American Flowers Week

In the new dystopia

published at Counterpunch, 4/4

It is difficult to neatly encapsulate the shift that has occurred in our collective perception and experience over the last several weeks. That all semblance of ‘certainty’ and ‘normalcy’ has disappeared seems no longer the main feature—what stands out is the psychological shift underway, proceeding on the collective and individual levels. What will this mean, how will it continue to evolve? Every conversation I have now touches on the coronavirus or those things that surround it. Everything I read online is related to it. ‘Social distancing’, ‘flattening the curve’—these phrases have become ubiquitous, standardized.

The situation is increasingly and rapidly revealing a number of uncomfortable but long obvious truths about our reality, perhaps none more so than the extent to which so much we take for granted is based on inertia, faith, and on a most rickety apparatus. A humming economy, the wide availability of consumer goods, school, transport, work—all melt away in the face of the virus.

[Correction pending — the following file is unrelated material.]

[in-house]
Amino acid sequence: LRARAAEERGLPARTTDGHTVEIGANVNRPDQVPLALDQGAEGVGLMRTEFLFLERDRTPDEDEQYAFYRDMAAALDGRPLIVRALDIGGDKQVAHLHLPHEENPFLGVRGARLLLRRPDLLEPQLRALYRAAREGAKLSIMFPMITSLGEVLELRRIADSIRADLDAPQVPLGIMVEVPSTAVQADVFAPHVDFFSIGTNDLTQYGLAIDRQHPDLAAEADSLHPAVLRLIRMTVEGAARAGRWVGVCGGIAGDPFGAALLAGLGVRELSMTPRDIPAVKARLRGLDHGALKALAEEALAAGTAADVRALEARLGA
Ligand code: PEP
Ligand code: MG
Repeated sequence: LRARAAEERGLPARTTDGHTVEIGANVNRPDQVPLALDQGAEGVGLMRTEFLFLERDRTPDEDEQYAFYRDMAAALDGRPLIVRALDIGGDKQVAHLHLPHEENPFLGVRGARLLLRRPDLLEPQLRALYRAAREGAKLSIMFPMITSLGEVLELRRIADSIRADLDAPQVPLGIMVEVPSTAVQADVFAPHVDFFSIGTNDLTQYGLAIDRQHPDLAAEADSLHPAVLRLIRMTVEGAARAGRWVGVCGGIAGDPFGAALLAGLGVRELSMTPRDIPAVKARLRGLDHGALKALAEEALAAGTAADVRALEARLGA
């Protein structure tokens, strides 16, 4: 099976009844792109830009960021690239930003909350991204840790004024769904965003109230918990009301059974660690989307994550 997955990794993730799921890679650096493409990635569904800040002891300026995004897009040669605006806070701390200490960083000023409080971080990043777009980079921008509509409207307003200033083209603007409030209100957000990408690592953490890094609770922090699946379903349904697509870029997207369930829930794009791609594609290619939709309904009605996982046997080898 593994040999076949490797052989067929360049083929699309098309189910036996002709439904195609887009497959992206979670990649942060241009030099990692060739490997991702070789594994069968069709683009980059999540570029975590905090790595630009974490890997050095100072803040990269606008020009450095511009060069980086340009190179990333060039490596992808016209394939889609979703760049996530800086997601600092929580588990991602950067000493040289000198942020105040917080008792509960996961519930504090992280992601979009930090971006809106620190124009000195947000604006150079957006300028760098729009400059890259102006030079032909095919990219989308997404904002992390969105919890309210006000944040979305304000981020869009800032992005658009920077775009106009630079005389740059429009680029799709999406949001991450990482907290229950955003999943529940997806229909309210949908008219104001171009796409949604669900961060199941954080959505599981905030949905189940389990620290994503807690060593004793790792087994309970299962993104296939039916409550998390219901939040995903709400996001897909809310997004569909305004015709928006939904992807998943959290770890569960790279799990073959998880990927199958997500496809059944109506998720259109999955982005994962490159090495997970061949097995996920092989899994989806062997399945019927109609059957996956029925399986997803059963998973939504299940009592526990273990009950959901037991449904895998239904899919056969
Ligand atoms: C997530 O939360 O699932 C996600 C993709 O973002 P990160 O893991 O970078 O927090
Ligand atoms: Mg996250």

There exists, in this hyperconnected strangeness, the sense that we are living through something predictable, foreseeable. This goes beyond the specific realities of a gutted pandemic response plan (not to mention public health capabilities) and general poor management of the crisis to something more metaphysical:  the ubiquitous sense in the present of doom, of apocalypse, the feeling that we are at the end of time, that there is no future. One has the sense of the present as deja vu, as almost a projected future of the past, of the 20th century, which saw the breakdown coming in the 21st. This sentiment is by no means new, but it has certainly grown more acute—it feels as if we have moved into another level of dystopia.